Between the mysterious Colony Collapse Disorder, the varroa mites, and various pesticides, fungicides, viruses, and other problems plaguing honeybee populations around the world, keeping an apiary strong and healthy these days is no easy task.
But, as we learned on a recent visit to Brooklyn Grange, keeping bees in an urban area is actually facilitated by the comparative lack of local agriculture: There are few farms in the city, which means there are few buzz-killing pesticides, and with plenty of flowering trees, bushes, and sidewalk gardens to keep the nectar flowing, beekeeping in the concrete jungle is surprisingly prosperous.
Today, Friends of the High Line and Brooklyn Grange are teaming up to celebrate New York City’s budding beekeeping community with Honey Day on the High Line. From 2 to 6 p.m. this afternoon, High Line visitors at 14th Street will be privy to a veritable artisanal honey festival, featuring see-through observation hives, kids’ activities, tastings, and conversation.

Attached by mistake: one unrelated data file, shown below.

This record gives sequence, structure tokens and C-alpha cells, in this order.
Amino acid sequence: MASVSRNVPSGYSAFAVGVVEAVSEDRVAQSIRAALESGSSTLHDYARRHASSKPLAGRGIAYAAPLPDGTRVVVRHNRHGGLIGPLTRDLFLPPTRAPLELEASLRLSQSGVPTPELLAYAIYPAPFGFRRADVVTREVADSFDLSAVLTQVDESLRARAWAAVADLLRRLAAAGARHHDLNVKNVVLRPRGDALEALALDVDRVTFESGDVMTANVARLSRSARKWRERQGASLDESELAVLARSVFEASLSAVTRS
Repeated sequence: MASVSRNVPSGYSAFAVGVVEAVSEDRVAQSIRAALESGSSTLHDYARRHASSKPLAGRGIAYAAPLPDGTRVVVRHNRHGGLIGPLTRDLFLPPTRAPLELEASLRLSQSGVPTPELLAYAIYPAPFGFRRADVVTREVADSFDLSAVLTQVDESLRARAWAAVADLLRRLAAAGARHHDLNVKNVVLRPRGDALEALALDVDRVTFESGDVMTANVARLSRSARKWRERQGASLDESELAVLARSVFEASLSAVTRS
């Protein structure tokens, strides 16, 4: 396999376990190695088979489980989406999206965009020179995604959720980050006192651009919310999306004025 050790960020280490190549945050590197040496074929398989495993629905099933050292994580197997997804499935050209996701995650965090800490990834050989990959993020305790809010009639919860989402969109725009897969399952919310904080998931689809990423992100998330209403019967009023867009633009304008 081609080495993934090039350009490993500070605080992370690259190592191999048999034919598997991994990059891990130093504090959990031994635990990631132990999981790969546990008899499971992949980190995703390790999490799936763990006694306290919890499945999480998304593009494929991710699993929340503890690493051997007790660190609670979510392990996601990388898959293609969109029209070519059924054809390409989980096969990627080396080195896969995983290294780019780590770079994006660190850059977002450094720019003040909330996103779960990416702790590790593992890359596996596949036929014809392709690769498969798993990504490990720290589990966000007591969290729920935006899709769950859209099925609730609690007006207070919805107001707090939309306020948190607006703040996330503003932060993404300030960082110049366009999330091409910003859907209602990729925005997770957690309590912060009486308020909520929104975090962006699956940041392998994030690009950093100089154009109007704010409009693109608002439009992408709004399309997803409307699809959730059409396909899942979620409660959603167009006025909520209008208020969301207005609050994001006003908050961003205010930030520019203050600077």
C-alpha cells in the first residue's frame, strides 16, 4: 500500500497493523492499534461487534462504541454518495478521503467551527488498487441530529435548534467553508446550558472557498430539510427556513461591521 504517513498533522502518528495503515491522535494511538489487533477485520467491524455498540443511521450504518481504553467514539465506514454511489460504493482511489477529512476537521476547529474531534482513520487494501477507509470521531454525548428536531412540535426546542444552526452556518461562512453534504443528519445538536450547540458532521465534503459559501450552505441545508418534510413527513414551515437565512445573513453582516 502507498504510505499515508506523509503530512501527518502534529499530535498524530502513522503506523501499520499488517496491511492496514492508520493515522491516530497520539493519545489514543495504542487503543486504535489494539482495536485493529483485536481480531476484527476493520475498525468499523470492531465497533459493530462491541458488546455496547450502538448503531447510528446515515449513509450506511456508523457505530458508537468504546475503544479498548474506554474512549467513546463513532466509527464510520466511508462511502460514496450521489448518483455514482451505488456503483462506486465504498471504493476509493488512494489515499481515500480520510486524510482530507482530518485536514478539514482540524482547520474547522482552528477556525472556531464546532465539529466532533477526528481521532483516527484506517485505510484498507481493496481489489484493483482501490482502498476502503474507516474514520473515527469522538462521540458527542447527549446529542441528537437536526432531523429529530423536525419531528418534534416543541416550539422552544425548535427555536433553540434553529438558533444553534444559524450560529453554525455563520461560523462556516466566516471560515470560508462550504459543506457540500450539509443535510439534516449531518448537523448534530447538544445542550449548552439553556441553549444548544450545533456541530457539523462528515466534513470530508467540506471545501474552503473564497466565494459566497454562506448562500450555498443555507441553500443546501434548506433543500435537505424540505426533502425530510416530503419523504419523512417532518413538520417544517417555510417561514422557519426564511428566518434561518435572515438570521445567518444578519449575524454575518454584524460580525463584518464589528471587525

Local beekeepers, including Brooklyn Grange, Queens County Farm Museum, Queens Apiary, Wilks Apiary, and Stone Barns, will be on hand to make sure your honey jar runneth over. Plus, regular High Line vendors will be serving special sweet treats: L’Arte del Gelato, Melt Bakery, and La Newyorkina will offer special frozen desserts for honeybears of all ages, while Terroir at the Porch will offer Kelso’s High Line Nectar Pils.
Anyone allergic to bees should be advised to steer clear of the High Line near 14th Street this afternoon … Or bring an EpiPen, because this party’s buzz or bust.
This article from the Village Voice Archive was posted on July 31, 2013